I imagine it’s going to be quite a surprise for those who have entered your music via Dorwytch and Portal and the like, but no doubt the audience will also be interested in seeing how you take your music into new places.

Yeah, certainly. And that’s something that I really like when I go and see people play. Sometimes I might be disappointed that they didn’t play things I wanted to, but never to the extent that I’ve thought the gig was a write-off or anything like that. I always like to see other musicians thinking about what their process and their music.

Speaking of other musicians – are there any other bands over the Supersonic weekend that you’re planning to see?

Definitely, yeah. Circle and Pharoah Overlord – same band really, but they’re both amazing. Bardo Pond of course…I’ve been a massive fan, and they’re good friends as well. I love Tony Conrad as well. They’re the four main ones I’ve noticed when I’ve looked at the list. But I’m sure something will surprise me on the day. I mean, I didn’t really know anything about Harvey Milk until Supersonic 2008, and they completely floored me. That’s why Supersonic is so great – you know everything’s in a certain genre, or connected to certain things, but at the same time, you don’t really know what you’re going to get.

Going onto the new Grumbling Fur album. That was sourced from just a day of improvisation, is that correct?

That’s right, yeah. We brought all of our gear down to Corsica studios, and just set up and had a good jam through some ideas. And then Daniel O’Sullivan and Antti Uusimaki took it into the studio to re-configure it, and invited me back in to add some more vocal parts and to muck in on some of the editing.

How was the collaboration itself? Did you all click quite naturally?

Yeah, it did. It always takes a while to get things going, as with any creative process. But once we’d all settled down, it was fantastic. Everyone’s a great performer and improviser – David Smith’s an incredible drummer, Daniel O’Sullivan’s such a great multi-instrumentalist, and Jussi is obviously amazing. I think Circle had just recently released a more improvised album called Miljard…it’s some really mellow ambient improvisation, so Jussi had already been in that frame of mind I guess. We had a great day, and I’m really pleased with how it turned out.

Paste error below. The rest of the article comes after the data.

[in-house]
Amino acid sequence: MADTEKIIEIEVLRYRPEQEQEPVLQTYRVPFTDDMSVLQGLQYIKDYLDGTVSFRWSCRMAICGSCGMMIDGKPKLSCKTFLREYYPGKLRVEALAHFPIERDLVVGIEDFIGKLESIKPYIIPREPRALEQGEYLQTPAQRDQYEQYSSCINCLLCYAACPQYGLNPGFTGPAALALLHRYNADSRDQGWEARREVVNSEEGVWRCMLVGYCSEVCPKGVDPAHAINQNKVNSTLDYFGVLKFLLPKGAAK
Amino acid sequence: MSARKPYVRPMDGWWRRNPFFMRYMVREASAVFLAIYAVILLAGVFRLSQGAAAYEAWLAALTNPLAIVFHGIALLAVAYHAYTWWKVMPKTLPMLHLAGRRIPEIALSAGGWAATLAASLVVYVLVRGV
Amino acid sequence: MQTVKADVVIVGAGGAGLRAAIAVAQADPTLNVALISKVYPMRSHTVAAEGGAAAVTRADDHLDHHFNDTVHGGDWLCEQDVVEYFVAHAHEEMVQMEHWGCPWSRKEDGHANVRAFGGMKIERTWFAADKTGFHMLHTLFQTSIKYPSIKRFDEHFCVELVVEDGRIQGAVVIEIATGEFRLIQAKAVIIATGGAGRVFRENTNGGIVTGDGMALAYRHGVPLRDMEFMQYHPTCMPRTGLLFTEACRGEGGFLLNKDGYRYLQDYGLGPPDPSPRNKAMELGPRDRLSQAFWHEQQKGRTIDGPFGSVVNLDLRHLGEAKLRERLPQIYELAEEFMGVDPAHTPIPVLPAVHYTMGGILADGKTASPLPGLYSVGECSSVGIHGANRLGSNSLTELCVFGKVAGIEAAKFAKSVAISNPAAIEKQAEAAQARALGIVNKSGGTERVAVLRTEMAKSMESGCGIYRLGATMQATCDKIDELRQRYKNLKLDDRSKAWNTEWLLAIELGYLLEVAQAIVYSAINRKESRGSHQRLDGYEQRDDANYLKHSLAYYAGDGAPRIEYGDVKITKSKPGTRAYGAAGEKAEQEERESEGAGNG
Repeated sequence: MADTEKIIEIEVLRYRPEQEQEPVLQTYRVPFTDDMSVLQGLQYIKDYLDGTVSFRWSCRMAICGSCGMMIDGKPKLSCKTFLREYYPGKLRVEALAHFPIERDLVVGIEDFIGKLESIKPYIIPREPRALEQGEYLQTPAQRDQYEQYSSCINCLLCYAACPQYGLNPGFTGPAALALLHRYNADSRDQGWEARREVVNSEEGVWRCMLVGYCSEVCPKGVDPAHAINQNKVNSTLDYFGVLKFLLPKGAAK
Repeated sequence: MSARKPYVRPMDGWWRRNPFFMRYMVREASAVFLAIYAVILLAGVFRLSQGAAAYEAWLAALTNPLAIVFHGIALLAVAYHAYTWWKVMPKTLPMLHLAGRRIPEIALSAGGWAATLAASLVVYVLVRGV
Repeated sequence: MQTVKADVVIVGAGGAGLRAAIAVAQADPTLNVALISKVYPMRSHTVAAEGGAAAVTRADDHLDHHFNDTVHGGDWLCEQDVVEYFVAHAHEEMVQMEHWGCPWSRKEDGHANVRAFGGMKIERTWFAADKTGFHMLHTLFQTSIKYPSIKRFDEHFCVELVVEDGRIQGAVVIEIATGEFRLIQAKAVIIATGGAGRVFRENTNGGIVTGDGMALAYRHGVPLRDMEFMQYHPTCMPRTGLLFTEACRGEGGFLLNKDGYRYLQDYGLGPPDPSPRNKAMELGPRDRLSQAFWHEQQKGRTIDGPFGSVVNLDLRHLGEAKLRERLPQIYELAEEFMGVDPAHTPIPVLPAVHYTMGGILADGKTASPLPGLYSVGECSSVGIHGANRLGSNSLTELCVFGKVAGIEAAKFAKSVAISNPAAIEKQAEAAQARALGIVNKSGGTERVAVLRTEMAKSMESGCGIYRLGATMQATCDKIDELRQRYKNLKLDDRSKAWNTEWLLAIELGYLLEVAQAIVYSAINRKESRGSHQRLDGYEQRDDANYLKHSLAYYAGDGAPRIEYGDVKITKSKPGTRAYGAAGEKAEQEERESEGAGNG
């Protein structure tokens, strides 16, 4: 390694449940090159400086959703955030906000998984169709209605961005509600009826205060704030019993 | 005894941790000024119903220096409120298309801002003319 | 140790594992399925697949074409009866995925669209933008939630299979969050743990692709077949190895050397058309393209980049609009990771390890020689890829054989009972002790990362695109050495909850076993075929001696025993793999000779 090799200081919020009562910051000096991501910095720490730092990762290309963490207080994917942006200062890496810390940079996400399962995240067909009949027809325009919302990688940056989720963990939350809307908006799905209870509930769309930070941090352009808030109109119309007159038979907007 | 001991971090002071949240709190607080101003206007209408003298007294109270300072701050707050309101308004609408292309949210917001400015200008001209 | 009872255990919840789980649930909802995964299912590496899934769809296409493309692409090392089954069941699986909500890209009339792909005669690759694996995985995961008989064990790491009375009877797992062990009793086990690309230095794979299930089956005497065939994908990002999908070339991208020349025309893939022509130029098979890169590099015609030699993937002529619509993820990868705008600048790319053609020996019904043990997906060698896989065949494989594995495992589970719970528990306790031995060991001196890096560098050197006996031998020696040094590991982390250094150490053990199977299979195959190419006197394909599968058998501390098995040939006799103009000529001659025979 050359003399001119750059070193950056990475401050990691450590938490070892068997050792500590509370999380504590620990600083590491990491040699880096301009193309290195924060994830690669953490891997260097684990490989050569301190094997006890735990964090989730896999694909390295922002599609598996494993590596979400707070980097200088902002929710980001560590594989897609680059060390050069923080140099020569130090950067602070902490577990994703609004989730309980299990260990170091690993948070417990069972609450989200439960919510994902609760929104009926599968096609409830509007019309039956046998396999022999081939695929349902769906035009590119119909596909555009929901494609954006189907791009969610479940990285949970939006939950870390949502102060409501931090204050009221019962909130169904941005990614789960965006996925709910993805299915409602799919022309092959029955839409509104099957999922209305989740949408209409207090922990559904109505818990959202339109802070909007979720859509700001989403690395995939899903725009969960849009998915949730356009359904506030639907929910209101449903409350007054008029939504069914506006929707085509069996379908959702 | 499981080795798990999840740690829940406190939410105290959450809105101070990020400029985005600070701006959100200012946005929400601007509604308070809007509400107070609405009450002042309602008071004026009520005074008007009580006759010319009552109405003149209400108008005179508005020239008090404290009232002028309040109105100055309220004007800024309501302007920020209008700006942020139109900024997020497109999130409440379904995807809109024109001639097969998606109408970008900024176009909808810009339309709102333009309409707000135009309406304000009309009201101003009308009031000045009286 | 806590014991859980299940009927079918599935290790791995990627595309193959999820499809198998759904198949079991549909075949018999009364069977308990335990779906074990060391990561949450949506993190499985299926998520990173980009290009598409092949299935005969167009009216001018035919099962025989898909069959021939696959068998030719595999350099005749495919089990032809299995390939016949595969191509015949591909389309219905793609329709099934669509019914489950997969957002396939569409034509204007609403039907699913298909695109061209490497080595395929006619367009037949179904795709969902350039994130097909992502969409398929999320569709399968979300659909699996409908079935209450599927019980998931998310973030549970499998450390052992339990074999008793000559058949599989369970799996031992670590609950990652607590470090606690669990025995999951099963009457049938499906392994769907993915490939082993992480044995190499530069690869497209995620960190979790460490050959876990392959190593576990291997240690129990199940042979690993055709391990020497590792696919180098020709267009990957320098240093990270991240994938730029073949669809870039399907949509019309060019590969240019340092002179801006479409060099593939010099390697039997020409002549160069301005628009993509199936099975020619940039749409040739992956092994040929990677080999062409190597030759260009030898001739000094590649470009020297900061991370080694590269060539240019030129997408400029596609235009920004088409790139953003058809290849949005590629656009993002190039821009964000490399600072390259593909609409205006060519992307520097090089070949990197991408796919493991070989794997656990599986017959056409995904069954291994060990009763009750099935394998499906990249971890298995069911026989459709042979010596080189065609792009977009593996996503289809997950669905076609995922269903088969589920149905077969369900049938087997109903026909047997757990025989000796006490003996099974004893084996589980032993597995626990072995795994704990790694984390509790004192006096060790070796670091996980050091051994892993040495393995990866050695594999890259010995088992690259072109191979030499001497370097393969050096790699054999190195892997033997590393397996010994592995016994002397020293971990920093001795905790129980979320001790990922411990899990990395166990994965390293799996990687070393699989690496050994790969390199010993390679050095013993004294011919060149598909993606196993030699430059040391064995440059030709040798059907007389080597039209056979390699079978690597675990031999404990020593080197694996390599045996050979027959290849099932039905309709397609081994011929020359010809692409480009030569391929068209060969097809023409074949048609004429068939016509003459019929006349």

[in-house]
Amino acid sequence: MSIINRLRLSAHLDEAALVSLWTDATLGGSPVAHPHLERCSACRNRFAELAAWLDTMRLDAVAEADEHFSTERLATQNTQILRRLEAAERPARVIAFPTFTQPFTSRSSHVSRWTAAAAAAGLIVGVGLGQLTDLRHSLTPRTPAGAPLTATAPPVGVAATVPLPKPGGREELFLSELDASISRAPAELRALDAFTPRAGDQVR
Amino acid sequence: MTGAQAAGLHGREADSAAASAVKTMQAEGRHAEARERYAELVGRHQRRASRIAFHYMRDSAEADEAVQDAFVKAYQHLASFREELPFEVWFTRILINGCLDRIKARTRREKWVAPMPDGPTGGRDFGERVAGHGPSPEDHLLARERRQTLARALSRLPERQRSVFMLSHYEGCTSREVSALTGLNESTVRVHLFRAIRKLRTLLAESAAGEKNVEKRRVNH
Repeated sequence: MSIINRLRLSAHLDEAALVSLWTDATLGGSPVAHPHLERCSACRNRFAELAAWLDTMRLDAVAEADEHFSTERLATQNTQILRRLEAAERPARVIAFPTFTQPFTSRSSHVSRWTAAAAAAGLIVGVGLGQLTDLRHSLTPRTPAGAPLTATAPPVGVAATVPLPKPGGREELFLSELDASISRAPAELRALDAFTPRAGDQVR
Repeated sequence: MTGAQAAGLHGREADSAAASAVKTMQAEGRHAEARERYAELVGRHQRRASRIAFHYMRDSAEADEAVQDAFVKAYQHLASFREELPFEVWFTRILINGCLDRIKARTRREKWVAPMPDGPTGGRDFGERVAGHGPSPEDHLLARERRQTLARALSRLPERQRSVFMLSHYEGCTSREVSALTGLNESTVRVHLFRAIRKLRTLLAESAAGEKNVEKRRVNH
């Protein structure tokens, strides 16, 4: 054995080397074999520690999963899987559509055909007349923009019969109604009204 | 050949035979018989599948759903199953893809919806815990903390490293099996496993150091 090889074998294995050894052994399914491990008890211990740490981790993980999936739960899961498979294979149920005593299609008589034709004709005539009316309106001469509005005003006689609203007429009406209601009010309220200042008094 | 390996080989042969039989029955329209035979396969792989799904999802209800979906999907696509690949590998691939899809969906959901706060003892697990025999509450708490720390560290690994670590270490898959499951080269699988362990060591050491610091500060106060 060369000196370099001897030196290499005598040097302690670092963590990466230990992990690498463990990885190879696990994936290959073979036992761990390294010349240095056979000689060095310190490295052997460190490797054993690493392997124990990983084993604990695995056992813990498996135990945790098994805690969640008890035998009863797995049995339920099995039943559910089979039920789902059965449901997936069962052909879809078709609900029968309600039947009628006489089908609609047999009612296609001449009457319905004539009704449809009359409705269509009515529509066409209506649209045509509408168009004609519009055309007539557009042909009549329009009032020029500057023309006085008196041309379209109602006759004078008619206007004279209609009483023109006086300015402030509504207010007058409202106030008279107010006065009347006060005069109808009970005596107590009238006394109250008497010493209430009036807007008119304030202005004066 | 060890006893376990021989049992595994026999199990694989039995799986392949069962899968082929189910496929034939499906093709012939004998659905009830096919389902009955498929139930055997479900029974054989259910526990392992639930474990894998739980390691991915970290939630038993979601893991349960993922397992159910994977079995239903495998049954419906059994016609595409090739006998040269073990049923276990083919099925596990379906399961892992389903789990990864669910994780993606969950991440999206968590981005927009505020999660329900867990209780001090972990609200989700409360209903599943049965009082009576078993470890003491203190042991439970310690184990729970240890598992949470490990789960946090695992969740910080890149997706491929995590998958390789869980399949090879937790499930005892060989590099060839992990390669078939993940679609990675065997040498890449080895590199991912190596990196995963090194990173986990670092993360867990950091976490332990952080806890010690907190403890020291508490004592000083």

One thing I did notice is that there’s a sort of ascension in the first half, with warbly ambient beginnings rising into the more structured jams of “Bears Wandering Into Milky Chapel”. Was that reflective of the narrative present in the actual improvisation?

Well the actual experience was more based around the jams. We did do some quieter pieces, and others that just built up and built up…Dan would probably be able to tell you better than I would, about the processing it all went through and stuff. But the jams were pretty much as you hear them on the record. Then there were other things that we worked on top of and made into songs. I mean, “Orb Of The Woods” goes into this 4/4 techno beat, and that’s more of a studio design thing. But there’s still always the presence of what we actually did on the day.

Is there any sense of compromise in the fact that you had to whittle down a day of improvisation into an hour of material? Do you feel that any of its essence was lost?

Oh no, not at all. We just took the best things we did and left them as they are, and just worked on the bits that needed a bit more of a boost. It’s really nice to have that raw material, and thinking about what we can do with it.

So what can we expect in the near future in terms of new material?

There’s quite a few things that didn’t make it onto Dorwytch that I’ve got to finish off, and a few bits that are the basis of my recent live performances. I’m also doing a side project with a guy called Daniel Beban from New Zealand. We released a record last August on Thrill Jockey, which involved making tape loops on old reel-to-reel machines, and using studio and dub techniques…it’s a rather dark, phantom world that we create. I’m really excited about that. And then obviously I’m working on the next Alexander Tucker thing, so yeah – it’s all go.

Supersonic Festival website –

Alexander Tucker’s website –